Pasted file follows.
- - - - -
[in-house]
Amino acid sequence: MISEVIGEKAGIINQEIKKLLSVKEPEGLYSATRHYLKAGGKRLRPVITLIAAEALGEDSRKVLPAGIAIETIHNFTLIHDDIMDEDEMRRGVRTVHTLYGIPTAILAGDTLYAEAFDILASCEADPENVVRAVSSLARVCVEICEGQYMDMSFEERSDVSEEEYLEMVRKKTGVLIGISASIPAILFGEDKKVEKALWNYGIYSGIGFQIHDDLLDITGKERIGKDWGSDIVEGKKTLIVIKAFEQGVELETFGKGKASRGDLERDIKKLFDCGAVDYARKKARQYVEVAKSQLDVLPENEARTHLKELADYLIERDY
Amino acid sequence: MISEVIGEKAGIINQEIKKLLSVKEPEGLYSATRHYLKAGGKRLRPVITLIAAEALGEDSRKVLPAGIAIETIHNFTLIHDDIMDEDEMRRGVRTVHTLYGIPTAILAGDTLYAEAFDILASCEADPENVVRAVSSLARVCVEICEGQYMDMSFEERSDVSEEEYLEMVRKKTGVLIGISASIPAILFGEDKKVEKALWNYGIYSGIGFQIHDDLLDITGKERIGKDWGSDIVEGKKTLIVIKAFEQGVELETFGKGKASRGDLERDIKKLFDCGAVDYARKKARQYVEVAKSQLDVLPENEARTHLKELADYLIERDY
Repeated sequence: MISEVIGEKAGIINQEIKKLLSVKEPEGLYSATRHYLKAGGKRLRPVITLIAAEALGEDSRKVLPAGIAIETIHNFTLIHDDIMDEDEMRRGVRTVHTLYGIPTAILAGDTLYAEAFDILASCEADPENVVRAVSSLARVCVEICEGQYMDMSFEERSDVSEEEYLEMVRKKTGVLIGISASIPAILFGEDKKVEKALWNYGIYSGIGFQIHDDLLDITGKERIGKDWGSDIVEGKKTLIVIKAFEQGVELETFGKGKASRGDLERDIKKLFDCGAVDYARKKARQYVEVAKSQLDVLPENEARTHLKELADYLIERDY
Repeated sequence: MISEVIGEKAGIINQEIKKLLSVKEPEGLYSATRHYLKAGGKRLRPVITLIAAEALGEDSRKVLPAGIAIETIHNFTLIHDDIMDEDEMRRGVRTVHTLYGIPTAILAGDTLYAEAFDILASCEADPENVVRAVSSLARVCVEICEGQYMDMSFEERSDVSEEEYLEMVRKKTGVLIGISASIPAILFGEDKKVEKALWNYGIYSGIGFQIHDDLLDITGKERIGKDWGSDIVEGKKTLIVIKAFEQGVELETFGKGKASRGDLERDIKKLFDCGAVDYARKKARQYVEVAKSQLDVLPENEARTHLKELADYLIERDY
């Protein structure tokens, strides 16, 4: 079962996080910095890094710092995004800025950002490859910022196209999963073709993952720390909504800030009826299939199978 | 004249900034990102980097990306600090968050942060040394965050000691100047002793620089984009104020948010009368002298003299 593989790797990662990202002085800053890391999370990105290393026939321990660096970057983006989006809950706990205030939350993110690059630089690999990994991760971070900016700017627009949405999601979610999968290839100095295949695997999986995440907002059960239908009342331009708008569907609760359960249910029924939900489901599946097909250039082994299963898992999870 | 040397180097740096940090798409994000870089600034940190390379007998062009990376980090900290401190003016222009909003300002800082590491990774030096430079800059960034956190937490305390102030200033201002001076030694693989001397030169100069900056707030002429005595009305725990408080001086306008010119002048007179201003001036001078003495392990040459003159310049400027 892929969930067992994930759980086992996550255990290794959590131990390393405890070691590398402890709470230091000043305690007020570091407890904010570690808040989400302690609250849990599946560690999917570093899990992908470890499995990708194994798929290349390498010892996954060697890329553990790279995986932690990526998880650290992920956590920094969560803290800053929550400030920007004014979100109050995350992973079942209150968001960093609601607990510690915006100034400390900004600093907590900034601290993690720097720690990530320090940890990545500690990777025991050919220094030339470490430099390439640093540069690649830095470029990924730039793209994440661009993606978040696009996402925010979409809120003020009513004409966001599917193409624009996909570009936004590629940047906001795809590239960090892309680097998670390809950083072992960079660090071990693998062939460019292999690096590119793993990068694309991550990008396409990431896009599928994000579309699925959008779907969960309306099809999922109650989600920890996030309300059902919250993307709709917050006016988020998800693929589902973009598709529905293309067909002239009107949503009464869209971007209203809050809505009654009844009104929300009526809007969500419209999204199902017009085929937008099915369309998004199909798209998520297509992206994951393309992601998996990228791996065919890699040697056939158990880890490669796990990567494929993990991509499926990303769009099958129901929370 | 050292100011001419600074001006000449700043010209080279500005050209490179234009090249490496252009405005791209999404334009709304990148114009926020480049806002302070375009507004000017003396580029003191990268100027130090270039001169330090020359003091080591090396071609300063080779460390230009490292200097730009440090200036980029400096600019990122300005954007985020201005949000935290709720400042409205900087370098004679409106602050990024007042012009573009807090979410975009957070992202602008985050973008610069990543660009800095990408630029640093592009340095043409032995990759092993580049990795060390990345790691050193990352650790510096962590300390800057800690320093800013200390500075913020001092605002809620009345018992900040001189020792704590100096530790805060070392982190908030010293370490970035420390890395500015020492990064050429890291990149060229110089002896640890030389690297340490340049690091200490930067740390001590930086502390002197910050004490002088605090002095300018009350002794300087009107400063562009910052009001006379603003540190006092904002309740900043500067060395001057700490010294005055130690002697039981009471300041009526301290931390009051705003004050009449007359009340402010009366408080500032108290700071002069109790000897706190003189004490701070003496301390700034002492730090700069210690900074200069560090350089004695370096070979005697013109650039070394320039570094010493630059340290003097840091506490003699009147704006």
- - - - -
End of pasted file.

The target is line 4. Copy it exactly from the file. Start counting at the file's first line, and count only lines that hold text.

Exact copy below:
Repeated sequence: MISEVIGEKAGIINQEIKKLLSVKEPEGLYSATRHYLKAGGKRLRPVITLIAAEALGEDSRKVLPAGIAIETIHNFTLIHDDIMDEDEMRRGVRTVHTLYGIPTAILAGDTLYAEAFDILASCEADPENVVRAVSSLARVCVEICEGQYMDMSFEERSDVSEEEYLEMVRKKTGVLIGISASIPAILFGEDKKVEKALWNYGIYSGIGFQIHDDLLDITGKERIGKDWGSDIVEGKKTLIVIKAFEQGVELETFGKGKASRGDLERDIKKLFDCGAVDYARKKARQYVEVAKSQLDVLPENEARTHLKELADYLIERDY